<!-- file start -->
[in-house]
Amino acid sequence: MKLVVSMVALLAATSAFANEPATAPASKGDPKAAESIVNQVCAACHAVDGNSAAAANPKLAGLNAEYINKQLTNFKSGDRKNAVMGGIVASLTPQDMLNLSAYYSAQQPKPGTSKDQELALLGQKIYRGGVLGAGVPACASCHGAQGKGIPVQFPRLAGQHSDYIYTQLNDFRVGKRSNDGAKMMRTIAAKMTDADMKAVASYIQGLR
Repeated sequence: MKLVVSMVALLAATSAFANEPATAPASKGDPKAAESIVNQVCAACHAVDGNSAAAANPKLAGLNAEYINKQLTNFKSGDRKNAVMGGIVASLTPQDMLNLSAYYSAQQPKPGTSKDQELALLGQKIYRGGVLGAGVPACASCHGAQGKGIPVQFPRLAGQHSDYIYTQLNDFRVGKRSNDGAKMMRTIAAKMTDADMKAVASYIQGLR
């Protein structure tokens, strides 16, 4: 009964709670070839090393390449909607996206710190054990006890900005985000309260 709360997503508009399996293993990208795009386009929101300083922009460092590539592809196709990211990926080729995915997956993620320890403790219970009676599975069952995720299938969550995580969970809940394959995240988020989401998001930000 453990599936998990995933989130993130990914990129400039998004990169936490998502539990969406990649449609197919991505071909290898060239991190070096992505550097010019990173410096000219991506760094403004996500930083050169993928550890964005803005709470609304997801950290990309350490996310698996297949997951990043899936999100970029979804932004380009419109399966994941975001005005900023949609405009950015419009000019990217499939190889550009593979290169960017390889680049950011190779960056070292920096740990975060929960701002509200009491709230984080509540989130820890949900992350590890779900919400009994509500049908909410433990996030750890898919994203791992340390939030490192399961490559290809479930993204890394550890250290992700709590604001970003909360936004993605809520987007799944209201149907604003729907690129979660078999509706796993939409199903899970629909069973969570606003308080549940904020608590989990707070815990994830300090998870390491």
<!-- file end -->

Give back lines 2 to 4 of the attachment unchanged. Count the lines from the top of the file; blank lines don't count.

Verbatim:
Amino acid sequence: MKLVVSMVALLAATSAFANEPATAPASKGDPKAAESIVNQVCAACHAVDGNSAAAANPKLAGLNAEYINKQLTNFKSGDRKNAVMGGIVASLTPQDMLNLSAYYSAQQPKPGTSKDQELALLGQKIYRGGVLGAGVPACASCHGAQGKGIPVQFPRLAGQHSDYIYTQLNDFRVGKRSNDGAKMMRTIAAKMTDADMKAVASYIQGLR
Repeated sequence: MKLVVSMVALLAATSAFANEPATAPASKGDPKAAESIVNQVCAACHAVDGNSAAAANPKLAGLNAEYINKQLTNFKSGDRKNAVMGGIVASLTPQDMLNLSAYYSAQQPKPGTSKDQELALLGQKIYRGGVLGAGVPACASCHGAQGKGIPVQFPRLAGQHSDYIYTQLNDFRVGKRSNDGAKMMRTIAAKMTDADMKAVASYIQGLR
């Protein structure tokens, strides 16, 4: 009964709670070839090393390449909607996206710190054990006890900005985000309260 709360997503508009399996293993990208795009386009929101300083922009460092590539592809196709990211990926080729995915997956993620320890403790219970009676599975069952995720299938969550995580969970809940394959995240988020989401998001930000 453990599936998990995933989130993130990914990129400039998004990169936490998502539990969406990649449609197919991505071909290898060239991190070096992505550097010019990173410096000219991506760094403004996500930083050169993928550890964005803005709470609304997801950290990309350490996310698996297949997951990043899936999100970029979804932004380009419109399966994941975001005005900023949609405009950015419009000019990217499939190889550009593979290169960017390889680049950011190779960056070292920096740990975060929960701002509200009491709230984080509540989130820890949900992350590890779900919400009994509500049908909410433990996030750890898919994203791992340390939030490192399961490559290809479930993204890394550890250290992700709590604001970003909360936004993605809520987007799944209201149907604003729907690129979660078999509706796993939409199903899970629909069973969570606003308080549940904020608590989990707070815990994830300090998870390491």